Background: Immunization of pregnant women with tetanus-diphtheria-acellular pertussis vaccine (Tdap) provides protection against pertussis to the newborn infant.
Methods: In a randomized, controlled, observer-blind, multicenter clinical trial, we measured the safety and immunogenicity of Tdap during pregnancy and the effect on the infant's immune response to primary vaccination at 2, 4, and 6 months and booster vaccination at 12 months of age. A total of 273 women received either Tdap or tetanus-diphtheria (Td) vaccine in the third trimester and provided information for the safety analysis and samples for the immunogenicity analyses; 261 infants provided serum for the immunogenicity analyses.
Results: Rates of adverse events were similar in both groups. Infants of Tdap recipients had cord blood levels that were 21% higher than maternal levels for pertussis toxoid (PT), 13% higher for filamentous hemagglutinin (FHA), 4% higher for pertactin (PRN), and 7% higher for fimbriae (FIM). These infants had significantly higher PT antibody levels at birth and at 2 months and significantly higher FHA, PRN, and FIM antibodies at birth and 2 and 4 months, but significantly lower PT and FHA antibody levels at 6 and 7 months and significantly lower PRN and FIM antibody levels at 7 months than infants whose mothers received Td. Differences persisted prebooster at 12 months for all antigens and postbooster 1 month later for PT, FHA, and FIM.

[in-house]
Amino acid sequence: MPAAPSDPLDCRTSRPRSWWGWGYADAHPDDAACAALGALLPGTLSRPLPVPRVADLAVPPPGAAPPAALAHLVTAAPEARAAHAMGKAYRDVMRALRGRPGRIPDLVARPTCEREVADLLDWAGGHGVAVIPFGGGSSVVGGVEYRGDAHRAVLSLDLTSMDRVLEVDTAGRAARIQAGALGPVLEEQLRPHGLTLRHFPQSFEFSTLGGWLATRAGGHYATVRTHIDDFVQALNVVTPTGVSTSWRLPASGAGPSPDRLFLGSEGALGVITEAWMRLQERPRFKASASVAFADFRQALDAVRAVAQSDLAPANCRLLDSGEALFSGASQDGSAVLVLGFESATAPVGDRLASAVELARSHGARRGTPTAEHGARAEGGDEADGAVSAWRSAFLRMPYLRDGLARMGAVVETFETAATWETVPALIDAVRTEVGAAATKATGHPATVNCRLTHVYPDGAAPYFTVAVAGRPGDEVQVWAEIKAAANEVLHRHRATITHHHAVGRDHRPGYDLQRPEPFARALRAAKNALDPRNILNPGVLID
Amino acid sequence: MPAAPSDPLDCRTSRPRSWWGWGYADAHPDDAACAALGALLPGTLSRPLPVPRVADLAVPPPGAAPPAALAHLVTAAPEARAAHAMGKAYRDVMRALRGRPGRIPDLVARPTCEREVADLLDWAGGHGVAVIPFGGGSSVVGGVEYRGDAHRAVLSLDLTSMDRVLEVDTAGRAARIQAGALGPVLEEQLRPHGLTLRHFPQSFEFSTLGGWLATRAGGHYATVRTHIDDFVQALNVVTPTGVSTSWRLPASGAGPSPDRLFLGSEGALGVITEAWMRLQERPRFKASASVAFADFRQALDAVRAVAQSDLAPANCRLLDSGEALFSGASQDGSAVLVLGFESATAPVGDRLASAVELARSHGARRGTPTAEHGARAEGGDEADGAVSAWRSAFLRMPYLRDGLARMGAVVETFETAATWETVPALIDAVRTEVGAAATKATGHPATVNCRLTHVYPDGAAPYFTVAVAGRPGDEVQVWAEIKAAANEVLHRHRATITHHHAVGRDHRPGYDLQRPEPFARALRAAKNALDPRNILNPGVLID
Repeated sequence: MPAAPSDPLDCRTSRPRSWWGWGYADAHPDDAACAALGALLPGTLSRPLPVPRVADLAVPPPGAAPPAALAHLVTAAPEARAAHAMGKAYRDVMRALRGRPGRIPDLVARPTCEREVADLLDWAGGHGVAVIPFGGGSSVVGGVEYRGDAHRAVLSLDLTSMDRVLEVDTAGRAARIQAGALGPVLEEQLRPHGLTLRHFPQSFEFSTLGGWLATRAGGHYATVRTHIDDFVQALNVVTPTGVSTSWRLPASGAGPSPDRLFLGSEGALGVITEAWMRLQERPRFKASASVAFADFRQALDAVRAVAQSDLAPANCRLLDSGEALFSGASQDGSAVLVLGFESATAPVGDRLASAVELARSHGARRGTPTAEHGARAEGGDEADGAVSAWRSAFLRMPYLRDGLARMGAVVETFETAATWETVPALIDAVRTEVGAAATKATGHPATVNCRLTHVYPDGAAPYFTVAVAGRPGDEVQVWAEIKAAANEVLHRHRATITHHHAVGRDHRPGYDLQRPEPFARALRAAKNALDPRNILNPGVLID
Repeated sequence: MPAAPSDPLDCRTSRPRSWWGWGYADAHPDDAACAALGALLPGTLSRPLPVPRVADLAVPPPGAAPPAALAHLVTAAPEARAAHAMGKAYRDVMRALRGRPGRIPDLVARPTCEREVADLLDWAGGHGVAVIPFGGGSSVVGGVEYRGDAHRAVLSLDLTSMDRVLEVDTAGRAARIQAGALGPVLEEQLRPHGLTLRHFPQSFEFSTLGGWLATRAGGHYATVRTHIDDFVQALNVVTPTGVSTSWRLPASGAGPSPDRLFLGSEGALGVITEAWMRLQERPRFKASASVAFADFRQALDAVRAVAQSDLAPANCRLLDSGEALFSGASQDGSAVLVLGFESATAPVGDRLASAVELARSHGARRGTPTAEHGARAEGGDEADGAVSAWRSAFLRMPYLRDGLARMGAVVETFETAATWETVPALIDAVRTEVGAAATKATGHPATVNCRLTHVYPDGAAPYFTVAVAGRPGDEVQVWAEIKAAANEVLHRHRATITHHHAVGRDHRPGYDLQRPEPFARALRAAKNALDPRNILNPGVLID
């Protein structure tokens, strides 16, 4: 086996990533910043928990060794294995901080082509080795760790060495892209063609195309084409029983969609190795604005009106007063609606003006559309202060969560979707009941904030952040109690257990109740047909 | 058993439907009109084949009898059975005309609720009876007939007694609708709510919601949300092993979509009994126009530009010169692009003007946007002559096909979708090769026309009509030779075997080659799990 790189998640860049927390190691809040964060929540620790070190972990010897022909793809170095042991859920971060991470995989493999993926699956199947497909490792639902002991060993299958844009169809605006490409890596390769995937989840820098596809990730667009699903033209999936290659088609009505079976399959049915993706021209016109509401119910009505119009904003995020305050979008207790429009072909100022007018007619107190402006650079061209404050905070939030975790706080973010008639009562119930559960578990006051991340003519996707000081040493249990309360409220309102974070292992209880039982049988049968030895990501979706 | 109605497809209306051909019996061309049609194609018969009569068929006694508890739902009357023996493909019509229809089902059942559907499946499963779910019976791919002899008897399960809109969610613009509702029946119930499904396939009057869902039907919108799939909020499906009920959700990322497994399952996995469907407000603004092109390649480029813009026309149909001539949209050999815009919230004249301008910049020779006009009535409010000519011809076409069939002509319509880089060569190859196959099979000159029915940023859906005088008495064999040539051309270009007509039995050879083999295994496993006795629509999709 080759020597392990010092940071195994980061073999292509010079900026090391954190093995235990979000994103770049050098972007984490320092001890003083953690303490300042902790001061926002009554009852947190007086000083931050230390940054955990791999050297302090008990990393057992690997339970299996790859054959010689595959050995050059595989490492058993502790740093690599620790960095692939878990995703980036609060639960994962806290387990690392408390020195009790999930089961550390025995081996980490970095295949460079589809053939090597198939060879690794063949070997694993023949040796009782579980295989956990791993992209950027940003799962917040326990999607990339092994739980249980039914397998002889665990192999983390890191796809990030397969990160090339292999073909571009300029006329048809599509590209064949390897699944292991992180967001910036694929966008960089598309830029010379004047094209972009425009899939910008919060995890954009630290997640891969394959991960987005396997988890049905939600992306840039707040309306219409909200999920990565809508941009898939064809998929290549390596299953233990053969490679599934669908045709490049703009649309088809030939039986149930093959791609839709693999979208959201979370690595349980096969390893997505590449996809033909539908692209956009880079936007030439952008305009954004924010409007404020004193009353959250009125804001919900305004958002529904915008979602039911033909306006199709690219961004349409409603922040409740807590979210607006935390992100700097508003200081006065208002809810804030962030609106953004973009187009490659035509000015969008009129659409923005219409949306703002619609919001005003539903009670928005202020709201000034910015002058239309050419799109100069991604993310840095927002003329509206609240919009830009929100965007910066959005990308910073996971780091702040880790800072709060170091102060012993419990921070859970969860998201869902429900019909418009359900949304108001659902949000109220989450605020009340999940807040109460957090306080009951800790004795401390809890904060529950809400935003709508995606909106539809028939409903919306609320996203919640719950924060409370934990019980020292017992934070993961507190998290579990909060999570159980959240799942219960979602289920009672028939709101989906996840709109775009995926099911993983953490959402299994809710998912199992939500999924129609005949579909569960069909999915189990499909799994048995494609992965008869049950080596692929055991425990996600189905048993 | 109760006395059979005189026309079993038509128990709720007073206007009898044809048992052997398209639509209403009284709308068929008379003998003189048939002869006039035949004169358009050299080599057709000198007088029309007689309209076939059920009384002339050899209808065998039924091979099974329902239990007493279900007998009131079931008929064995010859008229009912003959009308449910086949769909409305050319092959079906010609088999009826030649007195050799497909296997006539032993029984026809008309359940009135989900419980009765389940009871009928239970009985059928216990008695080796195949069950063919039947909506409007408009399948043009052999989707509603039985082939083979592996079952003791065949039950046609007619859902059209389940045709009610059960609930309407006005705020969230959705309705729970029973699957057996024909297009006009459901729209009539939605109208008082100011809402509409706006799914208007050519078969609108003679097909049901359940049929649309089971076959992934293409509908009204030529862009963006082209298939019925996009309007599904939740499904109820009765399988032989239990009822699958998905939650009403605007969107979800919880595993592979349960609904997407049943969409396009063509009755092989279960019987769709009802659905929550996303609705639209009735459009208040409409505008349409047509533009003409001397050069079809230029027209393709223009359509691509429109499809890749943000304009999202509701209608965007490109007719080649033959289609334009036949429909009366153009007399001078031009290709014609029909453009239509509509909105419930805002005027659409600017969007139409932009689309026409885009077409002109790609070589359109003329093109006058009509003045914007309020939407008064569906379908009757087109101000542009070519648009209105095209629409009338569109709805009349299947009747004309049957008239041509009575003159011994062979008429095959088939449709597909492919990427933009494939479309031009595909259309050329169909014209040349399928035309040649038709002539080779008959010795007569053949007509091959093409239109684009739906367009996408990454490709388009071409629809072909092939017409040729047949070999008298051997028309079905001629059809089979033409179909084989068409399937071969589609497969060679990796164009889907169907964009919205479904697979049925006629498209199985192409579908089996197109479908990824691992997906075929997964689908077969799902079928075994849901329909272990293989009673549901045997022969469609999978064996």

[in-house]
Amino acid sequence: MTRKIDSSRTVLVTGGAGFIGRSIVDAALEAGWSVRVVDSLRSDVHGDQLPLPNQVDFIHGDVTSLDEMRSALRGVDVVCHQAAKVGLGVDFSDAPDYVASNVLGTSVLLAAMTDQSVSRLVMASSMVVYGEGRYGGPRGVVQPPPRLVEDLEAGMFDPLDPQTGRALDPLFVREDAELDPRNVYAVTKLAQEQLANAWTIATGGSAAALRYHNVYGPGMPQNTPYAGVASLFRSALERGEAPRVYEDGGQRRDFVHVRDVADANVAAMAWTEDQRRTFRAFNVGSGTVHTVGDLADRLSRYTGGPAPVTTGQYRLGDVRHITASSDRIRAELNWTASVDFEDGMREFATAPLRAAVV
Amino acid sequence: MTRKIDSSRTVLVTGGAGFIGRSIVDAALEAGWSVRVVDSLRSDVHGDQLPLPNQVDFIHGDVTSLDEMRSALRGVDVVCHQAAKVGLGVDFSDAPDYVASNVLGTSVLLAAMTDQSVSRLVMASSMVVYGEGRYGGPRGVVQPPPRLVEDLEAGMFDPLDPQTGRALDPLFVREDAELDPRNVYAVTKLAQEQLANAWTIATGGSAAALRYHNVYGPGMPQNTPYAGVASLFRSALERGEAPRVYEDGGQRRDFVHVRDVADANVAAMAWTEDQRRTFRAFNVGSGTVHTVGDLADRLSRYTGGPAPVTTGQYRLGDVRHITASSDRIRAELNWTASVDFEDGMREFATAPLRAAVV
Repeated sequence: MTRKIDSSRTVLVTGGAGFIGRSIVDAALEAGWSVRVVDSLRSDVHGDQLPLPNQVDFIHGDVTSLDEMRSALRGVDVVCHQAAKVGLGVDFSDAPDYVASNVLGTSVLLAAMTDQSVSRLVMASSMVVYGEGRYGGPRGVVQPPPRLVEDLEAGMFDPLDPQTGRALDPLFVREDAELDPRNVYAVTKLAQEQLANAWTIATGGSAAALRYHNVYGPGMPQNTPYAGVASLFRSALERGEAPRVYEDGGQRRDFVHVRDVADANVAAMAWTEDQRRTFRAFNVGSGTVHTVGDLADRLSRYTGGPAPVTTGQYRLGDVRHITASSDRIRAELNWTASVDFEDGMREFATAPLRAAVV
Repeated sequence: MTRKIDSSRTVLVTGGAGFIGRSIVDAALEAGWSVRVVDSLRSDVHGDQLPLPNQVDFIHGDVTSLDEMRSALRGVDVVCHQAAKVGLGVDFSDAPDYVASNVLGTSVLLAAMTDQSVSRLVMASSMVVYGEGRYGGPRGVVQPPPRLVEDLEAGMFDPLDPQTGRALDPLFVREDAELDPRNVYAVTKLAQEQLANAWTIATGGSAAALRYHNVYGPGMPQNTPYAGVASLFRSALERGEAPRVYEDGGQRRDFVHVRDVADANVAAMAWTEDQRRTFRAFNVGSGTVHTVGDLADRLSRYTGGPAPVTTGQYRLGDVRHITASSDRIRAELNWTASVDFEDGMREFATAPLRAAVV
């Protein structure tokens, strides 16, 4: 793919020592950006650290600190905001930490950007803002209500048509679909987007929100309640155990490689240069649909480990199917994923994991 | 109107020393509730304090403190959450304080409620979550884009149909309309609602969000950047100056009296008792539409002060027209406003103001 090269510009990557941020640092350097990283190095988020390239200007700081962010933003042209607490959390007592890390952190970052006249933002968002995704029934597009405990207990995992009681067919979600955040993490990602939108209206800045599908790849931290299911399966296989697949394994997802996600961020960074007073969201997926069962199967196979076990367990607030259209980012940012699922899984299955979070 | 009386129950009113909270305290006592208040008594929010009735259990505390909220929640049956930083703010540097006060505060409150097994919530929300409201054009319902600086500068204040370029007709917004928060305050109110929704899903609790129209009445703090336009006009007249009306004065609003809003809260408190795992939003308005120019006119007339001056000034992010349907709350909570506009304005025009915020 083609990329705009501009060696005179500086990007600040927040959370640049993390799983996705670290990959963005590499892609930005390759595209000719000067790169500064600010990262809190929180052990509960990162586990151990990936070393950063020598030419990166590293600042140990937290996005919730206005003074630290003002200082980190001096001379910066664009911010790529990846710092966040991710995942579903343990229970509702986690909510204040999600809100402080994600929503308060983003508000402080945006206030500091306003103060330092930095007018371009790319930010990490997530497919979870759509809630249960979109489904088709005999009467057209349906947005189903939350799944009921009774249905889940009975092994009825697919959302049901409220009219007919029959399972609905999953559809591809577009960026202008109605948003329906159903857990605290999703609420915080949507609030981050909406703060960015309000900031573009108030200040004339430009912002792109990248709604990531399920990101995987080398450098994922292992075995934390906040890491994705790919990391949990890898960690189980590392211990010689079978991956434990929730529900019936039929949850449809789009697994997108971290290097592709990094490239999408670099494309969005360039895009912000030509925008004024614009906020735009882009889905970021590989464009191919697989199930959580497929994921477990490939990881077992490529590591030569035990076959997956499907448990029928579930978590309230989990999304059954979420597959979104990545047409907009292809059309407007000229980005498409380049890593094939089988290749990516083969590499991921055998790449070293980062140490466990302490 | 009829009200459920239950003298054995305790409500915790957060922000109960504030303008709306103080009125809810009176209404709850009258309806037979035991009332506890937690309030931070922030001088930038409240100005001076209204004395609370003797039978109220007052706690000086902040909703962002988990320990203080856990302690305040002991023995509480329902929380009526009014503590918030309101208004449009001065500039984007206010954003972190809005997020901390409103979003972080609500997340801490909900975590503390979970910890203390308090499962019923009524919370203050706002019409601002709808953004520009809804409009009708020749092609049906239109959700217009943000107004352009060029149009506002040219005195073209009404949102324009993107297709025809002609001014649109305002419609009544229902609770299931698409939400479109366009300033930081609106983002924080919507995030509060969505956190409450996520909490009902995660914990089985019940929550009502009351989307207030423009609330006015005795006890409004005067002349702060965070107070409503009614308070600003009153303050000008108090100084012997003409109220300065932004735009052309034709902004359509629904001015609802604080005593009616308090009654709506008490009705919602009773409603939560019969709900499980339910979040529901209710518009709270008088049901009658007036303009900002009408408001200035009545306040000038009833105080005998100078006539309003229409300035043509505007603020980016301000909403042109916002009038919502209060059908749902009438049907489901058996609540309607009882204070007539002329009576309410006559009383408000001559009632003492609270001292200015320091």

Conclusions: This study demonstrated that Tdap during pregnancy results in higher levels of antibodies early in infancy but lower levels after the primary vaccine series.
Clinical trials registration: NCT00553228.